Who is Chryseis? How does a conflict start concerning her?

Expert Answers

An illustration of the letter 'A' in a speech bubbles

Chryseis was daughter to Chryses, himself a priest to Apollo. When Iliad opens, Chryses goes before the Greeks, in the interest of ransoming his daughter, who had been taken as a captive by Agamemnon, but Agamemnon refuses to release her. In so doing, Agamemnon invites the wrath of Apollo, outraged by this slight against his priest.

Beset by plague, the Greeks confer with Calchas, a prophet. Recognizing that his message would anger Agamemnon, he gets an oath from Achilles to defend him, and then proceeds to tell them the cause of Apollo's anger, revealing that the only recourse which the god might accept is to release Chryseis without any ransom at all. This message does outrage Agamemnon, striking at his pride (he resists giving up any part of his spoils) and in the process, he is brought into dispute with Achilles. This dispute will escalate when Agamemnon determines that, if he must return Chryseis, then he will recompense himself by taking Achilles's own war captive, Briseis. Thus Achilles and Agamemnon are in enmity.

Approved by eNotes Editorial Team
An illustration of the letter 'A' in a speech bubbles

Chryseis is the daughter of a priest of Apollo who is taken as a concubine by Agamemnon when the Greek army conquered the city of Thebe. Her father, Chryses, goes to Troy to beg Agamemnon for his daughter's release, bringing with him a large ransom for her release. Agamemnon refuses to release Chryseis and sends her father home without her. Chryses prays to Apollo for help in getting his daughter back, and Apollo sends a plague down upon the Greek army, causing many of their men to die. The leaders of the Greek armies eventually go to Agamemnon, with Achilles as their spokesman. Achilles tells Agamemnon he will receive more than his share of the spoils of the Trojan War after the Greeks defeat them if Agamemnon allows Chryseis to go home. Agamemnon angrily agrees, but instead of waiting until after they defeat the Trojans, he takes the concubine of Achilles, causing Achilles to pull out of the war.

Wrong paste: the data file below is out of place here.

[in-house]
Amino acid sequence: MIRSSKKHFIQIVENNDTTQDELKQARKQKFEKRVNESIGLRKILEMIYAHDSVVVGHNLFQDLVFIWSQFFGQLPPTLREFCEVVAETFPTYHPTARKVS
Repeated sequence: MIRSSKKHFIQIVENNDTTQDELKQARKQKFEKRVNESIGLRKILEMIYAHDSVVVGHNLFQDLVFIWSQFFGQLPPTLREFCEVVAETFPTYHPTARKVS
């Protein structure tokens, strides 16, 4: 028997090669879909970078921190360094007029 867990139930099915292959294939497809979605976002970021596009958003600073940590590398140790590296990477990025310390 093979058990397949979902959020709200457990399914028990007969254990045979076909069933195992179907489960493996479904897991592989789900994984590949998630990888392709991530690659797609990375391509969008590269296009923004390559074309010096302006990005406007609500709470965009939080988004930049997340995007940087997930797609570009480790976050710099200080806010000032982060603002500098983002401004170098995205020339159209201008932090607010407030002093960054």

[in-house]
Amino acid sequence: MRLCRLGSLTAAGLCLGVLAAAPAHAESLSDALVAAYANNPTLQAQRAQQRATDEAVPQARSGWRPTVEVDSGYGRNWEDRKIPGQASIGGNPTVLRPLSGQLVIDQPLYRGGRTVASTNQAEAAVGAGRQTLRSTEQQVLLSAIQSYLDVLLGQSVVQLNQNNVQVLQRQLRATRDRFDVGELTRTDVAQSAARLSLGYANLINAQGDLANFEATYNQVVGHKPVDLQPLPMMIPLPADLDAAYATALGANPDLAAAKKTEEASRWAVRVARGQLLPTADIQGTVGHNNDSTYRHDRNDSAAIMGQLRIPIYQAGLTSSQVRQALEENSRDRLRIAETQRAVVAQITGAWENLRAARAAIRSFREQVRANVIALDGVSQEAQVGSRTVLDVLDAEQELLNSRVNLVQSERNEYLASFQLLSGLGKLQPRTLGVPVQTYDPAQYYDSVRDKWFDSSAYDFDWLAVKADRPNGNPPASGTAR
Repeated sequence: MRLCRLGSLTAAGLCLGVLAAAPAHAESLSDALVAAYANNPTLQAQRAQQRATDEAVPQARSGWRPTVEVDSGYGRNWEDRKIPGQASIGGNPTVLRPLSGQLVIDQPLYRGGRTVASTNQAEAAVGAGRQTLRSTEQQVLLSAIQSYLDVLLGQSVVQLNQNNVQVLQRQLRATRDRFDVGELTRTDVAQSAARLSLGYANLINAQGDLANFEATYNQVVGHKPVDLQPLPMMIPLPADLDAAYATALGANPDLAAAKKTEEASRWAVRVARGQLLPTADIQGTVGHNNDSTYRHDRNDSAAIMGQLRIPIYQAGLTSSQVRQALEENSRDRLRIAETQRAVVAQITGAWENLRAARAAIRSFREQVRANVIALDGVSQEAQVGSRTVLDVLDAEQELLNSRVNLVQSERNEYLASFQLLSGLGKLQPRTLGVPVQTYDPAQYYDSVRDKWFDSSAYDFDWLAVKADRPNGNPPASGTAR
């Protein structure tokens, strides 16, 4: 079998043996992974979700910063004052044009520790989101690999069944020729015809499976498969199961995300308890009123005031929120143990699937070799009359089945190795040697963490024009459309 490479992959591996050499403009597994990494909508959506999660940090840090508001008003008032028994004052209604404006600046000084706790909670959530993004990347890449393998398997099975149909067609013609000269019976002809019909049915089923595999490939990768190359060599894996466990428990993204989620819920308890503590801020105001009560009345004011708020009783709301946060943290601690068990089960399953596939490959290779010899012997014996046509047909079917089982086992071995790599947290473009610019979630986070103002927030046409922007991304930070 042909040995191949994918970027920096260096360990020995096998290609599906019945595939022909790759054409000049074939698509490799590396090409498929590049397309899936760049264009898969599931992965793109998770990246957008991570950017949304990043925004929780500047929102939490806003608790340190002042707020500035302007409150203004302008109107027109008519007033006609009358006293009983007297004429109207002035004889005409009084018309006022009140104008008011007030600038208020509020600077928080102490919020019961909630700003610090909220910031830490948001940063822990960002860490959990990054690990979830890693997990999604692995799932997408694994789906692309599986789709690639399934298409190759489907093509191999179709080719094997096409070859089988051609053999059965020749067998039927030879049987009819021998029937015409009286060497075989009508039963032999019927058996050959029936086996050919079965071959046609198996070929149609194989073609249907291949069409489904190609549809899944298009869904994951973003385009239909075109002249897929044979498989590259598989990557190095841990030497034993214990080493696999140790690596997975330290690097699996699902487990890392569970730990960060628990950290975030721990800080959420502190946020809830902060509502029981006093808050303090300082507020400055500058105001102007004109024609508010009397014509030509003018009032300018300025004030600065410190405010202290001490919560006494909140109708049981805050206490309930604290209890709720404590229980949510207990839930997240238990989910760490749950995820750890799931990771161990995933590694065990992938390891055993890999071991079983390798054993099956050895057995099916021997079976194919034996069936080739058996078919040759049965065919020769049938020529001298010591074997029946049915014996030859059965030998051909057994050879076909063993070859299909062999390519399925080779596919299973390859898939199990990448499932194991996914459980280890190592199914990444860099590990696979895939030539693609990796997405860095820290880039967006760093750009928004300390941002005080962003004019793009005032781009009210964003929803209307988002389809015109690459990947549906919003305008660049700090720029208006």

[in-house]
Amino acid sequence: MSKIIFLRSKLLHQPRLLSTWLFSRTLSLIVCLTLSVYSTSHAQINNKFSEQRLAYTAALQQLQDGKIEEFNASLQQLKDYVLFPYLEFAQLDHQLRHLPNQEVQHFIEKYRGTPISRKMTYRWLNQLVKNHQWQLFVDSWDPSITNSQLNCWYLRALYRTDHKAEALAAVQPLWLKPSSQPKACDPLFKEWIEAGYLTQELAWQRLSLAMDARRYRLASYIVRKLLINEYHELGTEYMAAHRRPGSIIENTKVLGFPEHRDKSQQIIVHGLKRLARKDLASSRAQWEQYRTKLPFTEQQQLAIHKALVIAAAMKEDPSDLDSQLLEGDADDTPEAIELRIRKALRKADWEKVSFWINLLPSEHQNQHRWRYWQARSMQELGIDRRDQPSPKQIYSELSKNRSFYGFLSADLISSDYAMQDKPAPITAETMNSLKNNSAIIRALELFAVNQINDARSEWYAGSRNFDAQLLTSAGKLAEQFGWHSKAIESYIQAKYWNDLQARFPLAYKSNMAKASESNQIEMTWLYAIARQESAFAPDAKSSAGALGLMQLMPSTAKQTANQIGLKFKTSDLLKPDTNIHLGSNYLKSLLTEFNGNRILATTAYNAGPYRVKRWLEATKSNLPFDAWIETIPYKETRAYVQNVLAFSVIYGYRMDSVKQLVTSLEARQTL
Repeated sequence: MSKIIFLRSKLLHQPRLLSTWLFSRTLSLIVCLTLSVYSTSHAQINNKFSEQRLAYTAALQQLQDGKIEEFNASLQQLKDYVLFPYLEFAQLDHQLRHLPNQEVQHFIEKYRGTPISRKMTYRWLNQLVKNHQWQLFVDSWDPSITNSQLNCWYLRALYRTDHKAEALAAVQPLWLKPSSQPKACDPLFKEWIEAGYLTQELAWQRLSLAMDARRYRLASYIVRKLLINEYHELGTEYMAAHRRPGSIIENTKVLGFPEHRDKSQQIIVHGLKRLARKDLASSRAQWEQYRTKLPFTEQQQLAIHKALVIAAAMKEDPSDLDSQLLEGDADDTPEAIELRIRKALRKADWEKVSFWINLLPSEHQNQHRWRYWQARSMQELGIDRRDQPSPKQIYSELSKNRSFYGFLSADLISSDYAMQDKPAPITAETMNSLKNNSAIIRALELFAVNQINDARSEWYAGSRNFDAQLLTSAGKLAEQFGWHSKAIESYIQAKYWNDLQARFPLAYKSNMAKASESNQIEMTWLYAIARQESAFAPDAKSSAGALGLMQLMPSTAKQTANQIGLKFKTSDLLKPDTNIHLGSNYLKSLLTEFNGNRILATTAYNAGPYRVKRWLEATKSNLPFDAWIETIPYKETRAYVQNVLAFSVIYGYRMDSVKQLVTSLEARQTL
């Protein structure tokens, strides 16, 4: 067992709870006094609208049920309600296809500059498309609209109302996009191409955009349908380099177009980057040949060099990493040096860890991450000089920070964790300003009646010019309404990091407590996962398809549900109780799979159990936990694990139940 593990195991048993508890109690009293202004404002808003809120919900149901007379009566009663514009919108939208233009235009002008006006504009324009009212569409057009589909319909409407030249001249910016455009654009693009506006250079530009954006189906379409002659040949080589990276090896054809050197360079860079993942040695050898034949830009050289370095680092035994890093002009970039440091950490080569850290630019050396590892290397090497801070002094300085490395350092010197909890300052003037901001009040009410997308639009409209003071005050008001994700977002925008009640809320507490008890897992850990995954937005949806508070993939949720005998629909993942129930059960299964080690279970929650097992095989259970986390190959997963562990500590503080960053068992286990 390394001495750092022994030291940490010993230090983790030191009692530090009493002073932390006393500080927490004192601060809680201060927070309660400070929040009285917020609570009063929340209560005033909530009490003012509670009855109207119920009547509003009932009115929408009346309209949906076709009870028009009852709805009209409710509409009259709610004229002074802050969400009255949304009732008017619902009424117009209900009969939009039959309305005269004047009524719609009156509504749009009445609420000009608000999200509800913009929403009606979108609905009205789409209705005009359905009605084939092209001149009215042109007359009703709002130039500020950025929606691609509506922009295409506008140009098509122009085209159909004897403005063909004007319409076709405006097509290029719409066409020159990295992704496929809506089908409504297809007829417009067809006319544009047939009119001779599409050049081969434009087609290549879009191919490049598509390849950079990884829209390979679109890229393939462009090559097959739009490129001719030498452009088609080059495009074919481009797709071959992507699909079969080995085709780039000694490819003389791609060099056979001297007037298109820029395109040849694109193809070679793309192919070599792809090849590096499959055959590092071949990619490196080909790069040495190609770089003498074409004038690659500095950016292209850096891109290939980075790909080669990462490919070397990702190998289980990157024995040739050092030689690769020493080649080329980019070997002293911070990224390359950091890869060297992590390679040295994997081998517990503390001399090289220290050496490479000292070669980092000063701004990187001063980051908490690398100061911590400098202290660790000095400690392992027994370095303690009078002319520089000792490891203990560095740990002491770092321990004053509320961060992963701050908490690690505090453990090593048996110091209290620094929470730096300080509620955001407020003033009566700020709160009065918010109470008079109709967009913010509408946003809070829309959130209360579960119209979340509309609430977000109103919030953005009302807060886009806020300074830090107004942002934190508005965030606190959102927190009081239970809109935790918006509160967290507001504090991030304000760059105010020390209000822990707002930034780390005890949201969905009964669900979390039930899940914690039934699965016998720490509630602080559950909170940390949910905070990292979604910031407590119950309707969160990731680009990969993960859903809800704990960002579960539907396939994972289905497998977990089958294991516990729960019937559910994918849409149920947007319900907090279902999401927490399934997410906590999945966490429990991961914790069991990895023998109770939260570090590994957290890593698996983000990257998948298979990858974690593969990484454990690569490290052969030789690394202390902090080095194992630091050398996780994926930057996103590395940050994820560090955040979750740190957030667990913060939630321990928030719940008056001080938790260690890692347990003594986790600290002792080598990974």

Approved by eNotes Editorial Team

We’ll help your grades soar

Start your 48-hour free trial and unlock all the summaries, Q&A, and analyses you need to get better grades now.

  • 30,000+ book summaries
  • 20% study tools discount
  • Ad-free content
  • PDF downloads
  • 300,000+ answers
  • 5-star customer support
Start your 48-Hour Free Trial